EXIT WOUNDS reviewed by ComicMix

Exit Wounds Review

ComicMix    |    Andrew Wheeler    |    December 26, 2007

Love, religion and bombing in Tel Aviv


Here’s another example of how international the world of comics is – a nearly two-hundred page graphic novel by an Israeli writer/artist little-known here. It’s published on this continent by Drawn & Quarterly, a smaller publisher from Montreal that specializes in stories that don’t have people flying around in their underwear.

Koby Franco is a cab driver in Tel Aviv, a young man whose mother died a few years back and whose father Gabriel has been out of touch nearly as long. A female soldier, Numi, gets in touch with him to tell him that she thinks his father was killed in a bombing the month before. There was one body left unidentified, and Numi saw a scarf she knitted for Gabriel lying on the street during the TV coverage.

Koby and Numi investigate, tracing the unidentified body from the morgue to a “John Doe” grave and back to the blast site. Along the way, Koby learns things he didn’t expect about his father – not to mention about Numi and himself.

Exit Wounds is a mostly quiet story about people, despite the bombing at the center of the plot. The important moments are nearly all of people talking to each other, and the dialogue is excellent. It’s a carefully crafted story, told well, with a fine, appropriate ending.

But the art is more problematic – Modan is telling a story about people, and she needs to tell it through their expressions and poses. Her style has dot eyes for nearly all of the characters, though, and those are mostly inexpressive. (The few who have pupils in rounded eyes look perpetually startled or inappropriately perky.) Her faces are otherwise pretty mobile, but those eyes leave a blankness at the center. Some of her secondary characters also seem to mug at the “camera” a lot, particularly Numi’s family. That sometimes works as characterization, but sometimes is jarring and breaks the flow of the story.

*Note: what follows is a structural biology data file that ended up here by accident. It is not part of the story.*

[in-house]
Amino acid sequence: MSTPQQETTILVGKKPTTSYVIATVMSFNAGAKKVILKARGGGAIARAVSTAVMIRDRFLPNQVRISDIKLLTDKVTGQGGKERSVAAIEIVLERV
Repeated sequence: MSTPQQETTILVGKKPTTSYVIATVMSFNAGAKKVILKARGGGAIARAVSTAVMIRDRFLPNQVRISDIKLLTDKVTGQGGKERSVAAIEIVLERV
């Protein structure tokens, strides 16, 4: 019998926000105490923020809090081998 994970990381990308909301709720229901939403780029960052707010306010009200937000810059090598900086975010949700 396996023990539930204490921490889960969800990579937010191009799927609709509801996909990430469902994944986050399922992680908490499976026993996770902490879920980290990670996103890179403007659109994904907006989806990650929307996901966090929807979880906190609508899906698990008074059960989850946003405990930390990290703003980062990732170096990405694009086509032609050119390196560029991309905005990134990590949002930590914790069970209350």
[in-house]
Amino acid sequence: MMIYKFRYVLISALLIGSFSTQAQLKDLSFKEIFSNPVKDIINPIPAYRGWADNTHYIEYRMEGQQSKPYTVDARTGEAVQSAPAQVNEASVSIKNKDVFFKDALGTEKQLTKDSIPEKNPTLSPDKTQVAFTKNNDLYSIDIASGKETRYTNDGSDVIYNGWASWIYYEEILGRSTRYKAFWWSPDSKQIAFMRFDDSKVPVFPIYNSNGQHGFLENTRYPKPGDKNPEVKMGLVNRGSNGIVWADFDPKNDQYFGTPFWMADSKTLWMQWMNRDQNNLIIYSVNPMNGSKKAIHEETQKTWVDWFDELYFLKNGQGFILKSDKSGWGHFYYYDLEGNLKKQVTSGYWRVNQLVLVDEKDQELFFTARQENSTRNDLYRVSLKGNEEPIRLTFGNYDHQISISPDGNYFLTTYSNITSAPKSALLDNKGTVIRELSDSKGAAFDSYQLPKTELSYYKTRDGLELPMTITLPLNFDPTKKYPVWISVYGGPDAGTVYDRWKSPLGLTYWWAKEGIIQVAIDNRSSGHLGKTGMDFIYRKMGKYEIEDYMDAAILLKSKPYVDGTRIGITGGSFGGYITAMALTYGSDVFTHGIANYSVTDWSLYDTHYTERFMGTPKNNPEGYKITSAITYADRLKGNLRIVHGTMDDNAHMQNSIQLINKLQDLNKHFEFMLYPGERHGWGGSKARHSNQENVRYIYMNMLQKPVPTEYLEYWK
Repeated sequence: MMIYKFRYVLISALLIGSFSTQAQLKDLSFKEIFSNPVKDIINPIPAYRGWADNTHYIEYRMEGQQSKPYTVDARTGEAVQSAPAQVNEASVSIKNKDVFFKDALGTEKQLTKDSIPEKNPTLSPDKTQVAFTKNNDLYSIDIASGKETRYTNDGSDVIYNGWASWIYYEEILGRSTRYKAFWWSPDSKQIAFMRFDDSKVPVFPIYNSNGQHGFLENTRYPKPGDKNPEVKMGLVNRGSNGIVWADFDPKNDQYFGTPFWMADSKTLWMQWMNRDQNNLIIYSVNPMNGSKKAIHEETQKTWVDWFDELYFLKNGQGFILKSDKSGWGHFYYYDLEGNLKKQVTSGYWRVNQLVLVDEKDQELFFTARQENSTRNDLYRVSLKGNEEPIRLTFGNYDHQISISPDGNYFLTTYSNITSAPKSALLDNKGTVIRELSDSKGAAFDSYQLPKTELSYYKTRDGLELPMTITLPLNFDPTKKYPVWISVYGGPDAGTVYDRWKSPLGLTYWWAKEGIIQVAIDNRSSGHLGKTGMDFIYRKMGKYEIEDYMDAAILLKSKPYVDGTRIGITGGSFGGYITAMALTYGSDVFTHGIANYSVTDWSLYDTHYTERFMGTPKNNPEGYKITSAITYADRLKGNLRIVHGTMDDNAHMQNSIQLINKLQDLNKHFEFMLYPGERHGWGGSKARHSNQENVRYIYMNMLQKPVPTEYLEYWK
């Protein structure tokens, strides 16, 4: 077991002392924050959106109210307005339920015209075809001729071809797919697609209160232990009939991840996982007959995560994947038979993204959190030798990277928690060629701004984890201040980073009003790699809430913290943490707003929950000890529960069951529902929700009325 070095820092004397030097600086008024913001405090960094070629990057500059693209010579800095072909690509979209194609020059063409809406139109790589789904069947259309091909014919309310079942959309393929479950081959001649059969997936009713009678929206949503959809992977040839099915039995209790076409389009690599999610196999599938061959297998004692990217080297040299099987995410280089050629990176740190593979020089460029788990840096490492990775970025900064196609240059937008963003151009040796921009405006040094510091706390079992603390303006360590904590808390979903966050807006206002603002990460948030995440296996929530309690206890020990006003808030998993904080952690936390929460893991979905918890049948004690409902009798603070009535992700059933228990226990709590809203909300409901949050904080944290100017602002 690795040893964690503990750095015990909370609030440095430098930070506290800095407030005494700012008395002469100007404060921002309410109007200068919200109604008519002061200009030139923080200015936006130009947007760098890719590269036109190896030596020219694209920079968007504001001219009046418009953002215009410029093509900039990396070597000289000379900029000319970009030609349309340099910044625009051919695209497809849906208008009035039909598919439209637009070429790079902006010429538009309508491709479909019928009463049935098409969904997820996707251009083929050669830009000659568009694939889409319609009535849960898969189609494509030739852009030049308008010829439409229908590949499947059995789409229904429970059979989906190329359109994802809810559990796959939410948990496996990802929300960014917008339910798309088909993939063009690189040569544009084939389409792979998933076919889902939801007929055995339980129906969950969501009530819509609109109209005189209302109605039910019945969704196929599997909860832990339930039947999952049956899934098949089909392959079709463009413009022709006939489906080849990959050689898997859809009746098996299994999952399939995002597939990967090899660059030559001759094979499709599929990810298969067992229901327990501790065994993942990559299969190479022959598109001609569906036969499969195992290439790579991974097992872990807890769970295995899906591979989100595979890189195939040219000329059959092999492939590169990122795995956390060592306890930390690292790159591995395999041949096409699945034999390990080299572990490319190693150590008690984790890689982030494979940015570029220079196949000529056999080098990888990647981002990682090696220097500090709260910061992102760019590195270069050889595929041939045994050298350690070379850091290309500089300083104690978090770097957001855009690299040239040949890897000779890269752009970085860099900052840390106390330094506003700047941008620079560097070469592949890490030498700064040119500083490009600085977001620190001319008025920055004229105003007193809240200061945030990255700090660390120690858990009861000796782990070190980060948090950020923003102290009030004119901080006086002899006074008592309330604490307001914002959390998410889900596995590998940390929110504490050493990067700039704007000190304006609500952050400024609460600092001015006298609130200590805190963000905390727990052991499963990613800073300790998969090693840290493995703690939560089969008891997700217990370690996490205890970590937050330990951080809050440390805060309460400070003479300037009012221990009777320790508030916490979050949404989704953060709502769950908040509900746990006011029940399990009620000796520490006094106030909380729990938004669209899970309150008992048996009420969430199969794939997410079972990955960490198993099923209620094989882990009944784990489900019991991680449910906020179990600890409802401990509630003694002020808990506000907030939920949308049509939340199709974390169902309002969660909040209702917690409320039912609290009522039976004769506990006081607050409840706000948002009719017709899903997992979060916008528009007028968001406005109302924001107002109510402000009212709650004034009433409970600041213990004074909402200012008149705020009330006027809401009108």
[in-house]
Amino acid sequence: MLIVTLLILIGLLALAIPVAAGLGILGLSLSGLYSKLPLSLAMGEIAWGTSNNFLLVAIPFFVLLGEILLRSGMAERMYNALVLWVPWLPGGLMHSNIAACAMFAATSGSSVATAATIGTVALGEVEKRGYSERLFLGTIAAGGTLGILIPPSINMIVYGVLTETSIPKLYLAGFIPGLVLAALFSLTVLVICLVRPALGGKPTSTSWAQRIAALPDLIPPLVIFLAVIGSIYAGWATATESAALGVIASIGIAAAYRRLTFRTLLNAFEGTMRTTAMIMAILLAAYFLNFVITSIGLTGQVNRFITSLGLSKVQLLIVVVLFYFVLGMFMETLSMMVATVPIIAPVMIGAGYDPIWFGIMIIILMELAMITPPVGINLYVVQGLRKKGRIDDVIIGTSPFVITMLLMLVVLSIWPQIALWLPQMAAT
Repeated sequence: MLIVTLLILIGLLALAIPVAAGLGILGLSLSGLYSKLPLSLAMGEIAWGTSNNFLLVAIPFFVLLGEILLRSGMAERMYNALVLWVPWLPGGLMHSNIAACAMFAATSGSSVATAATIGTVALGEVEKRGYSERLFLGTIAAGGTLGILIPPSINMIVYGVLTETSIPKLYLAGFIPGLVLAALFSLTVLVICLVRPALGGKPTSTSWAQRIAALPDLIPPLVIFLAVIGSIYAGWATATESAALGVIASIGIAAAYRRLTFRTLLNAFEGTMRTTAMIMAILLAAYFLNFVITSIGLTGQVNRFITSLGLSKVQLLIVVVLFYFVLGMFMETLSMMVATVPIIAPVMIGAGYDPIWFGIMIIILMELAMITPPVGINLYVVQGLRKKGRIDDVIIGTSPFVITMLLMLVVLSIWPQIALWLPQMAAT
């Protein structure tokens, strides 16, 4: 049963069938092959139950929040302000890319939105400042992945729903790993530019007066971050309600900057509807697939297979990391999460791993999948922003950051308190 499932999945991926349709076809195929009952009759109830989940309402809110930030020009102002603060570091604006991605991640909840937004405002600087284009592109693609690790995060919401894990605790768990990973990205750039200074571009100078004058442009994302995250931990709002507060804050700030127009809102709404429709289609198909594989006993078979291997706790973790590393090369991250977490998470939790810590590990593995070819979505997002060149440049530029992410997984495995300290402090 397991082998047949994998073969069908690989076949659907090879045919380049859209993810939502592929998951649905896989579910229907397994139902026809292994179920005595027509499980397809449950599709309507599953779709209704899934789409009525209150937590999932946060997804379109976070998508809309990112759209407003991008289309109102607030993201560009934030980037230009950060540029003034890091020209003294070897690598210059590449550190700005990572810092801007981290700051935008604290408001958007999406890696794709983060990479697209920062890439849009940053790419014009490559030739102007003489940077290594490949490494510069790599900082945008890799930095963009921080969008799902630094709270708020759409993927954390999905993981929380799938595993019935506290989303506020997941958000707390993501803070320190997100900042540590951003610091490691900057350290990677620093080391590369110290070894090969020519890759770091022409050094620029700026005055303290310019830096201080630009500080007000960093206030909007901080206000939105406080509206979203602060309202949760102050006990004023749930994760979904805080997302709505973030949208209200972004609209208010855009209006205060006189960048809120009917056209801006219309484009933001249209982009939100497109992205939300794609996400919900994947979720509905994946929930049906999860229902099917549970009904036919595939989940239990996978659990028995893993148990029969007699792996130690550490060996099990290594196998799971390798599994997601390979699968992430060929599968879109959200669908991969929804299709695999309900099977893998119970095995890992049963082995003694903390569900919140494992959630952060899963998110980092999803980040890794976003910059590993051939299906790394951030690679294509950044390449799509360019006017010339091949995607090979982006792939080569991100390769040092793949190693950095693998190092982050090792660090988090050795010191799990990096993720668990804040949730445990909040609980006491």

I’m also not entirely convinced that the general art style – black lines reproduced on top of the color art, with a few bright colors (and some dull ones) over a mostly dull background. It all adds up to a style that’s a bit too stylized for the story, one that distances these characters from the reader.

Exit Wounds is a fine graphic novel, with real emotional force. But it might have been that much better if Modan wrote it and gave it to another illustrator to draw (or used a more realistic style herself).



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